University football training is a high turnover activity, and turnover naturally leads to icy relations between some coaches. When a new coach takes over a program, he will almost always talk about build a culture and, overall, change the team to improve it. When this happens, it is implicit that the last coach did not do a good job. For this to be clearer, the new coach usually returns all the assistants from the previous coach.
For the most part, this tension remains calm. When the former coach of the team interviews, it is not uncommon for him to simply talk about the guy who followed him.
This background makes these comments from former Minnesota coach Jerry Kill about the current Gophers leader, P.J. Fleck, completely shocked:
Kill's transcription of Fleck:
He trained with me, but after that he changed a lot. I'm just going to be honest with you guys. People who have known him before – When he had with [Greg] Schiano, his personality has changed a lot. And I knew his first wife, and he just changed a bunch. And then once he became head coach, I mean, I helped him land the job at Western Michigan, and I sometimes think that the ego wins out.
And when he went to Minnesota and treated people like he treated my guys and told them that he had to go and change the culture completely, and it was a bad culture and bad people , you know, it gave the impression that we did not know what we were doing and I took it for myself. You do not care for the people who came with you and helped you make a career, and you do not even talk to him, you know, once you get the job.
Did they talk or broadcast after he got the job?
Oh yes. It was not good.
When did you last talk to him?
This is the last time.
So a few years, then?
And it will be the last time.
Am I still looking for Gophers? I do. Do I like running up and down the sideline? No. Do I think it's about players? No, he's about himself. You can not tell me. You watched it. You listen to his interview, do you think he thinks of the players?
I just lost a lot of respect. It's like when Jimbo Fisher left Florida State to join A & M, and [Rick] Trickett, who had been following him for years and years, had not even called him. He takes off and goes to A & M, does not call. This kind of things disappoints me in people. So I guess maybe disappointment is a better way to put P.J. Disappointed about how he handled certain things.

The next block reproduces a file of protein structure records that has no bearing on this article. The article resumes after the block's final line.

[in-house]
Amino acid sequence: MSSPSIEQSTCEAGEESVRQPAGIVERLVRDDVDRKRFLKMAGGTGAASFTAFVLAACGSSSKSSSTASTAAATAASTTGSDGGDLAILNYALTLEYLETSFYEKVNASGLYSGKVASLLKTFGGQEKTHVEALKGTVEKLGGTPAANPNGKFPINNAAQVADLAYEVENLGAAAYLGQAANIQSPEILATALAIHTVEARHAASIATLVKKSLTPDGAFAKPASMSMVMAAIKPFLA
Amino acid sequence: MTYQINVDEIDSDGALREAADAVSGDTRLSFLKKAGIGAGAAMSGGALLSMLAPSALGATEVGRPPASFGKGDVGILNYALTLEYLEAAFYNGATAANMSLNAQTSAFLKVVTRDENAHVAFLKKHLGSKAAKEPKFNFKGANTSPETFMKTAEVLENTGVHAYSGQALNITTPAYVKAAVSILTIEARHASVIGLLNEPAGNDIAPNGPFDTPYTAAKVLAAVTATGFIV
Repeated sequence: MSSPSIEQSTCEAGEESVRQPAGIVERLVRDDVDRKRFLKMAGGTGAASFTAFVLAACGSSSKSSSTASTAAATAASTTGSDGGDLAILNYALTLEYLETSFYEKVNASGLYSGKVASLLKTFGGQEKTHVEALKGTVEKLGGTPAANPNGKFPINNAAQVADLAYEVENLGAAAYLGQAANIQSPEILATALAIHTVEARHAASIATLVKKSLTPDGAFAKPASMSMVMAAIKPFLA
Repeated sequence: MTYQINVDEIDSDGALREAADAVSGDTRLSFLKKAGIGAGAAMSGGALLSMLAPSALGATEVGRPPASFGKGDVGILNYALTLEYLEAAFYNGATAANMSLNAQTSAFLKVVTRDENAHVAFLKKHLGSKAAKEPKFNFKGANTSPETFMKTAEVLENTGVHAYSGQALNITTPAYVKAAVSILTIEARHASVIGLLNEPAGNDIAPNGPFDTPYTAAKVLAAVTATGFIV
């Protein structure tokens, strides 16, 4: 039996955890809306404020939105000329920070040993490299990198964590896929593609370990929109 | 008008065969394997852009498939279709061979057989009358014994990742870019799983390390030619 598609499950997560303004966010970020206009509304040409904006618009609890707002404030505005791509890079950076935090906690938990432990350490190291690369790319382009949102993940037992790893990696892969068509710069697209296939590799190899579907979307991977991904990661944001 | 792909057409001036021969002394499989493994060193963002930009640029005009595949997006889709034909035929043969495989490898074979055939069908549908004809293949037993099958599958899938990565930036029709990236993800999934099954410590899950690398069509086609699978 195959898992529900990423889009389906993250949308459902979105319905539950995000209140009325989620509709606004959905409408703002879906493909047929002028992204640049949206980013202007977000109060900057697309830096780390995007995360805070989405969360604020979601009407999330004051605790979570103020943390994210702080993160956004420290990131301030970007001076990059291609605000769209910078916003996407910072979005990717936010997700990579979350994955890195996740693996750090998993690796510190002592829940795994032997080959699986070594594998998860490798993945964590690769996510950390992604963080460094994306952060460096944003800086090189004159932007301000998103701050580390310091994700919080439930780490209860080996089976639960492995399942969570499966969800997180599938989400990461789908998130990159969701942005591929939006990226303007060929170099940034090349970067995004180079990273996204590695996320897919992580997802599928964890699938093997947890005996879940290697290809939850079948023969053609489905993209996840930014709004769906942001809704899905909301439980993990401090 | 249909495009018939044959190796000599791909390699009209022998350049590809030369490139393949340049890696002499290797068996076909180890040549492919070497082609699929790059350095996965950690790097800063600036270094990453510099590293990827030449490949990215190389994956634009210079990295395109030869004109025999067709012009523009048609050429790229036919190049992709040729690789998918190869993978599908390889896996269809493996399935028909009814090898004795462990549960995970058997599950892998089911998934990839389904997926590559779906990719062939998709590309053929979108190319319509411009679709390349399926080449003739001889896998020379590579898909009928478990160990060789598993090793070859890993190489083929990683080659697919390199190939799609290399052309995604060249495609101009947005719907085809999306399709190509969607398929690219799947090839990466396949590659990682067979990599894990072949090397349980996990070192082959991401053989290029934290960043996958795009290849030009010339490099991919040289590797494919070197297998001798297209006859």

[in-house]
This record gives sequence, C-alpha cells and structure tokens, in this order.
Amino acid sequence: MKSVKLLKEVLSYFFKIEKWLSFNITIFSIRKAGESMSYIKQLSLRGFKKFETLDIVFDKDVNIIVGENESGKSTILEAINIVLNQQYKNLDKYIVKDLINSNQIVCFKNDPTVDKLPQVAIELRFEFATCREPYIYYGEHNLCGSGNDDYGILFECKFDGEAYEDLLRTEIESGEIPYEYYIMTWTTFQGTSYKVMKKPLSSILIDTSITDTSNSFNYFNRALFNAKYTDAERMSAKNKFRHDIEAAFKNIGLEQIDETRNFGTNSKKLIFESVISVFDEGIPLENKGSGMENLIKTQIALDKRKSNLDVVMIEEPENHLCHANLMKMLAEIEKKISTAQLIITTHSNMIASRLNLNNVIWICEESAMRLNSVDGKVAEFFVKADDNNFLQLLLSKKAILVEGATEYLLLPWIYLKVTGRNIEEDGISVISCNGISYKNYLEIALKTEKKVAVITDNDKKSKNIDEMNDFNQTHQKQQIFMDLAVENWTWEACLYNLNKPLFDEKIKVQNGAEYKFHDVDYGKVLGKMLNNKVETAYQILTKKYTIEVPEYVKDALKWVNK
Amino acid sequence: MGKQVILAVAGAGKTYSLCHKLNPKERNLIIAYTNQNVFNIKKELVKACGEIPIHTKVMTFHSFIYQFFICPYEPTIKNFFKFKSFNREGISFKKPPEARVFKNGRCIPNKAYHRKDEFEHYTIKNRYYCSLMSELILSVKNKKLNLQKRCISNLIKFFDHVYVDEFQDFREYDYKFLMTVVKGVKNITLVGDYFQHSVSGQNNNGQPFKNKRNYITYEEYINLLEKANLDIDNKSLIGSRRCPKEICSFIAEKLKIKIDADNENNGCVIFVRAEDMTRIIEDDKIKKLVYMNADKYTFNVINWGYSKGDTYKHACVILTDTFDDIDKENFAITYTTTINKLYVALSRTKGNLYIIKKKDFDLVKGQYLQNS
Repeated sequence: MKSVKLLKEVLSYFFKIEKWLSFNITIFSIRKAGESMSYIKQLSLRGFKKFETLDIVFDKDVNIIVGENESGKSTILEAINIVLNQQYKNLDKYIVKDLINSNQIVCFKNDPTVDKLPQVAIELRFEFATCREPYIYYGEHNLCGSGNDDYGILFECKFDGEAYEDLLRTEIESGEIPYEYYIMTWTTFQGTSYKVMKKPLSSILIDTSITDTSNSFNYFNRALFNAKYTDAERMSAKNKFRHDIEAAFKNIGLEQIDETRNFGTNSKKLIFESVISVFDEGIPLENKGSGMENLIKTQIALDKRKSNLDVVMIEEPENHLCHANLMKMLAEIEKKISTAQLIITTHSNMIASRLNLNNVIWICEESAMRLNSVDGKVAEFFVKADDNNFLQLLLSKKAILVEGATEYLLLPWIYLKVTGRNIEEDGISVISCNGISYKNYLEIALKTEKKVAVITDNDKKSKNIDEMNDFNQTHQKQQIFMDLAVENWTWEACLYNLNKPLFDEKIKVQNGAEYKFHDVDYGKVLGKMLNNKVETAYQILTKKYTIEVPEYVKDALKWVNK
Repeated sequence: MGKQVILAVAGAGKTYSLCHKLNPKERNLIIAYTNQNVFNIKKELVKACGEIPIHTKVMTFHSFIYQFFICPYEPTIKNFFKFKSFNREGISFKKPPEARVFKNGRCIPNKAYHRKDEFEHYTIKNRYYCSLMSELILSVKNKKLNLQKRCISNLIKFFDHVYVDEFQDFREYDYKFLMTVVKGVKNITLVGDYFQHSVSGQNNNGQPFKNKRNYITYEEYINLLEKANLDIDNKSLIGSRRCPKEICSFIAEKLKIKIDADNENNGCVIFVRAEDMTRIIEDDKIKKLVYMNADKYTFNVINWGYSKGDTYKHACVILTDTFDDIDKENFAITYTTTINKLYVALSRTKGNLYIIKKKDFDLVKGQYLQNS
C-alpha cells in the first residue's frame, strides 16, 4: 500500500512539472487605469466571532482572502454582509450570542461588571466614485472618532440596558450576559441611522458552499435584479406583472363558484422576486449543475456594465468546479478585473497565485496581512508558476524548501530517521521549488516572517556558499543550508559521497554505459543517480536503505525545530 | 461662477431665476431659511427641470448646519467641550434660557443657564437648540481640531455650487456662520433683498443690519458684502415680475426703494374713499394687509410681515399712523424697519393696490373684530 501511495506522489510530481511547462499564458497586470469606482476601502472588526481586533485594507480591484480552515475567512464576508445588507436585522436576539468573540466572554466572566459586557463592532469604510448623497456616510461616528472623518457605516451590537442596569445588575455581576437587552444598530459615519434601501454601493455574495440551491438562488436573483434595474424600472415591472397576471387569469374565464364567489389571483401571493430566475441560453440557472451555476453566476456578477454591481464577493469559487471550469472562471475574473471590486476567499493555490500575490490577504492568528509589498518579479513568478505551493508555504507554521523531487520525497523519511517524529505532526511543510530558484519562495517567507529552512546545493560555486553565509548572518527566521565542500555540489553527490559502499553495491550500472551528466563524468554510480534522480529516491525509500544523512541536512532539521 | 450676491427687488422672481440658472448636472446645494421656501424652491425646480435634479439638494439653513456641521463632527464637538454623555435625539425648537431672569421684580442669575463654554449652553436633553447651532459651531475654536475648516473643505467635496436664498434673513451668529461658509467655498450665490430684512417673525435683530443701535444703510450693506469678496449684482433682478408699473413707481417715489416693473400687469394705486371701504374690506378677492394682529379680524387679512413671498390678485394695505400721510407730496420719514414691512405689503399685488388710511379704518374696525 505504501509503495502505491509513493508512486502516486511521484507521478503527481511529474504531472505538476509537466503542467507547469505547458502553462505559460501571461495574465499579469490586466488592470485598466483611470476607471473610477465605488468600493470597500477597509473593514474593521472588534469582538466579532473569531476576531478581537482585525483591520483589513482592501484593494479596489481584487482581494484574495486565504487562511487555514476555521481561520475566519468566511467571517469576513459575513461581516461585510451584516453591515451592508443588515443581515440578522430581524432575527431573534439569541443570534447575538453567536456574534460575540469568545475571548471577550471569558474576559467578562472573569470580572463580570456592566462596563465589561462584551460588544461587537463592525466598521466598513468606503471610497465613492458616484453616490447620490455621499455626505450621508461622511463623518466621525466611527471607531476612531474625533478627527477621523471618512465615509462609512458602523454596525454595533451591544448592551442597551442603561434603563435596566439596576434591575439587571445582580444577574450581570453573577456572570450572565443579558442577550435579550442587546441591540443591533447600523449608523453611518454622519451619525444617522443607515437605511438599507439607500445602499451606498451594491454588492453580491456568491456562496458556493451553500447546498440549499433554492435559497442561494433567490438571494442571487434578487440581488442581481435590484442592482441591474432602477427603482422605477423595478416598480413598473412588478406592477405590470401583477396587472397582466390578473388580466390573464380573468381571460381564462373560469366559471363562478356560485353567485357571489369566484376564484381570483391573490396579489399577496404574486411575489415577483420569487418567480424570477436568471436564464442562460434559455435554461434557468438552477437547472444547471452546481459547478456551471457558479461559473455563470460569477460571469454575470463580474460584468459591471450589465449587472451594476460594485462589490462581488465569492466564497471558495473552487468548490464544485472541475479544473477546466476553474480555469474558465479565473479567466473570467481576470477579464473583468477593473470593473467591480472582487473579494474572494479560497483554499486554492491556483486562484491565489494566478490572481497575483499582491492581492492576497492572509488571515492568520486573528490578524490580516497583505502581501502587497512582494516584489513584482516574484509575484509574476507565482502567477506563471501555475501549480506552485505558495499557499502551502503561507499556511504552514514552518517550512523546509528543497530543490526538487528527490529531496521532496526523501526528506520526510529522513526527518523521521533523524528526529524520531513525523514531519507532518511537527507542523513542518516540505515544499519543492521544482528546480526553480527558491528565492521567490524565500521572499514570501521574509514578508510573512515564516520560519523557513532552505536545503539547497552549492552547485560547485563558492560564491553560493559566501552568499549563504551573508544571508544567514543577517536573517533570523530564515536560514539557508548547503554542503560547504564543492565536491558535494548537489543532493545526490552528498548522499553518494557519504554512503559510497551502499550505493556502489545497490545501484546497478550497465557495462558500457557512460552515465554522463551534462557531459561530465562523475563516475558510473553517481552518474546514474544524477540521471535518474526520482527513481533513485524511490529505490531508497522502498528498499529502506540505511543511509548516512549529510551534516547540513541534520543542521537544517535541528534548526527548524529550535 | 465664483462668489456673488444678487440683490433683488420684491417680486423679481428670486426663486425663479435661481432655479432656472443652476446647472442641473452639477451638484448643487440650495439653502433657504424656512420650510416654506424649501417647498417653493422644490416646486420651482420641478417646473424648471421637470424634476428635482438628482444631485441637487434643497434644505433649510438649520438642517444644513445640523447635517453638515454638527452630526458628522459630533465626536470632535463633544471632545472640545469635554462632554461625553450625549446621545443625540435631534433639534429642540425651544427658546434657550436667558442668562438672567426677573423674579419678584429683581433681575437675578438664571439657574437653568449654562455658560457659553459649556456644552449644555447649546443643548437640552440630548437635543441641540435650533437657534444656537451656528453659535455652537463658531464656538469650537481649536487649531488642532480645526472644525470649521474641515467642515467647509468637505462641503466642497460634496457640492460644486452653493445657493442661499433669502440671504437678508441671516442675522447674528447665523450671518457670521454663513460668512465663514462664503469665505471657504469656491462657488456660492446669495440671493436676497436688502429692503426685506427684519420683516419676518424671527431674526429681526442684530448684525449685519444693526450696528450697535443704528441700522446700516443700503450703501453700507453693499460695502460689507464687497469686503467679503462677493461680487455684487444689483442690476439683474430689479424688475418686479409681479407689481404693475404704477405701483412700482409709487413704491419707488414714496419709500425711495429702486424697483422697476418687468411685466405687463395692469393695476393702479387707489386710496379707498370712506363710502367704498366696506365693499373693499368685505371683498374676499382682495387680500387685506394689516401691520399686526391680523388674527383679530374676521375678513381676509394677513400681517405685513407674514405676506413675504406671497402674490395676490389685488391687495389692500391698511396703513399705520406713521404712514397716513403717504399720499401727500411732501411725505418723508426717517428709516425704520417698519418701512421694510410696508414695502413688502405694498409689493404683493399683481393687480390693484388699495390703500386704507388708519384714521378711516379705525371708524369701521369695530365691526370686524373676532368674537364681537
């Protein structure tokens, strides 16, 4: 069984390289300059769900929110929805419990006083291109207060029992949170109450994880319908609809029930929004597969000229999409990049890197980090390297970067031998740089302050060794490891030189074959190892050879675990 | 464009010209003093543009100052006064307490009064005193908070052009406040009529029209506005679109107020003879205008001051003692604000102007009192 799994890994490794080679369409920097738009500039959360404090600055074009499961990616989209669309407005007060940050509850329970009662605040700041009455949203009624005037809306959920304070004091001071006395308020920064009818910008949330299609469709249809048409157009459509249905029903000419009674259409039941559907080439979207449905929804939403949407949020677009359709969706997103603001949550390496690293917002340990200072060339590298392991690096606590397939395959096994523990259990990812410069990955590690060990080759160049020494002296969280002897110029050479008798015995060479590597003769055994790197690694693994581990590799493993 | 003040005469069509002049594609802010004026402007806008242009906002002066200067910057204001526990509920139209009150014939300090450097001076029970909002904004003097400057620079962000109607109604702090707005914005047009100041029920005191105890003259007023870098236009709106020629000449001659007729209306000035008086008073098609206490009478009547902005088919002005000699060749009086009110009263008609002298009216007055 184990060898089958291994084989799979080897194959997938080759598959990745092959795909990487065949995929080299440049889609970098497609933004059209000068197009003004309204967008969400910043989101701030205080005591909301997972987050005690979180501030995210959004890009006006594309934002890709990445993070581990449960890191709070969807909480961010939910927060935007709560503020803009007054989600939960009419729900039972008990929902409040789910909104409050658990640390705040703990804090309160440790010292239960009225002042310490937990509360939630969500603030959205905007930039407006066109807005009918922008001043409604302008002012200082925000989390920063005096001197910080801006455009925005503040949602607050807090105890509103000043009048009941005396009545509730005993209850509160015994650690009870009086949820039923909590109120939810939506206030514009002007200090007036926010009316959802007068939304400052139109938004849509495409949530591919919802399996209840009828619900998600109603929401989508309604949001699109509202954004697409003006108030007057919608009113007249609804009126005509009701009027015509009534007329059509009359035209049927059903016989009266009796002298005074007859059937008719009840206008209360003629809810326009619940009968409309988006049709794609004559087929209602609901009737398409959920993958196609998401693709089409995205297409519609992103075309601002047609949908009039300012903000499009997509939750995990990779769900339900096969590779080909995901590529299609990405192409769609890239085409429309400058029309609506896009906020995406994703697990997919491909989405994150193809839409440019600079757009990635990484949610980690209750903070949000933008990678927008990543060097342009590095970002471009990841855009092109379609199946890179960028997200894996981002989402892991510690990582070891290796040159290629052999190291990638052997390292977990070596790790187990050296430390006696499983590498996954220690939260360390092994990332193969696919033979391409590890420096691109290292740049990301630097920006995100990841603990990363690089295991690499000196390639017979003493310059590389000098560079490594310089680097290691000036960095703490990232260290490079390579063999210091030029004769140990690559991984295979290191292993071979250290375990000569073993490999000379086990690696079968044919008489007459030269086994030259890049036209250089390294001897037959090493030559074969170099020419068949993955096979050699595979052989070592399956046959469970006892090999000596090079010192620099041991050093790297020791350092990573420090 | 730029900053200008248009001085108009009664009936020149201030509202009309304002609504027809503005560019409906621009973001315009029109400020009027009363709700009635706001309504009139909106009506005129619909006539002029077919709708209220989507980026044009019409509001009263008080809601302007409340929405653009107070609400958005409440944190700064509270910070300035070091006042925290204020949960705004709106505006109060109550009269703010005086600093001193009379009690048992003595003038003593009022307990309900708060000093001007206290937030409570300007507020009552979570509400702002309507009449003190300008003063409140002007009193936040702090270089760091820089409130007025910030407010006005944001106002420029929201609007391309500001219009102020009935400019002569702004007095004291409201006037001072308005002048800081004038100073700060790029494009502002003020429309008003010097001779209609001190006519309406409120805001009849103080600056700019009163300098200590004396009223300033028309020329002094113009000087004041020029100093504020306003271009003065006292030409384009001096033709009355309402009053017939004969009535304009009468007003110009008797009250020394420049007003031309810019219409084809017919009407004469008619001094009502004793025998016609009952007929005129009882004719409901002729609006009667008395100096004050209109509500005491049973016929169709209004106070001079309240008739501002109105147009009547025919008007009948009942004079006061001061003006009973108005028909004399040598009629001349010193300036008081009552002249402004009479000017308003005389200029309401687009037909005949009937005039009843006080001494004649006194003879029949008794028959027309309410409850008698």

Yuck. (Let's just leave Fisher's late blow aside.)
Kill, who has just become FCS Southern Illinois' athletic director, brought in the staff Fleck replaced when he was hired in 2017.
Kill was the head coach of Northern Illinois from 2008 to 2010. In his first two years there, Fleck, a former NIU, was his receiver coach. Fleck left to join Rutgers in 2010 under Greg Schiano, which seems to suggest that Kill put young Fleck on the wrong track.
In 2013, Fleck was the head coach of the WMU. Since then, Fleck moved to Minneapolis, where he headed the Gophers until his retirement in 2015 for medical reasons. – Kill the temporary substitute. UM entrusted him with the full-time position in 2016, and Claeys continued with the staff that Kill had already put in place.
Claes was sacked by Minnesota shortly after the 2016 season, after backing a boycott move while his teammates were suspended in a sexual assault investigation. Kill, furious, said at the time: "I will not return to the stadium. And I will not go back to university.
Kill was Rutgers' offensive coordinator in 2017 before retiring for health reasons.
When Fleck arrived, he raised the Energetic New Coach Level Up Up Up to a unique level.
I interviewed him for about half an hour during his first Big Ten Media days in 2017 and then I considered him a can of Red Bull wearing brown. He brought his "Row the Boat" mantra with him from the WMU and often talked about building a elite culture.
Fleck was not blind, and still is not, to the way his approach can be perceived. It's not something he cares a lot about.
"I'm just going to be me," he told me then. "I'm not here to ruffle the feathers. I'm here to run a program and do it in an exemplary way, promoting the University of Minnesota and getting as much visibility as possible. "
Fleck did not retain any assistants from Kill and Claeys. The staff Fleck did not keep was surrounded by coaches who had accompanied him under Kill to NIU, including defense coordinator Jay Sawvel and receiver coach Brian Anderson.
Killing does not seem at all to lose the reason for the transition.
Thoughts of The Daily Gopher, our Minnesota blog:
I do not know about you, but I have fond memories of Jerry Kill's tenure as the head coach of football in Minnesota. It comes to mind to claim the brown carafe again at the big house in 2014. The 51-14 defeat of the Hawkeyes that same season is another thing that I will cherish. I was even in the stands of the first bowling game of the Gophers since 1962.
In fact, I even wrote a sincere comment:Thank you, coach to kill"Here on this blog when he was forced to retire due to the decline of his health due to epilepsy.
Yet no one seems more invested in tarnishing these memories than Jerry Kill himself.
What do Kill's comments change for Minnesota? Probably nothing.
Minnesota did a good job in the first two years of Fleck and recruited well above its historical criteria, suggesting a slight increase.
If this happens, it seems that Kill will be in conflict about it.